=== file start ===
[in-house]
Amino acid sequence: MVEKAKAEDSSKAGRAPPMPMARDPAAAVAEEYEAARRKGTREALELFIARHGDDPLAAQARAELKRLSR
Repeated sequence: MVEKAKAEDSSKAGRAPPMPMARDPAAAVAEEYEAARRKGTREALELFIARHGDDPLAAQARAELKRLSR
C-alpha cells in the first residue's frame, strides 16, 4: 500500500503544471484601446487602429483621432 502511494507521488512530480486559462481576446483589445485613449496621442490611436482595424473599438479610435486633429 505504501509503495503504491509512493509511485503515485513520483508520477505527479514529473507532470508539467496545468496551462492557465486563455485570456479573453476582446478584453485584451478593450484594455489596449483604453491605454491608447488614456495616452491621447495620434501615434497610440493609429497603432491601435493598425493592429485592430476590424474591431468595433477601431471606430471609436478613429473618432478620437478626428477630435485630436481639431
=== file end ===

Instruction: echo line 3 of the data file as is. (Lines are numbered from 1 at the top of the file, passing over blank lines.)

Repeated sequence: MVEKAKAEDSSKAGRAPPMPMARDPAAAVAEEYEAARRKGTREALELFIARHGDDPLAAQARAELKRLSR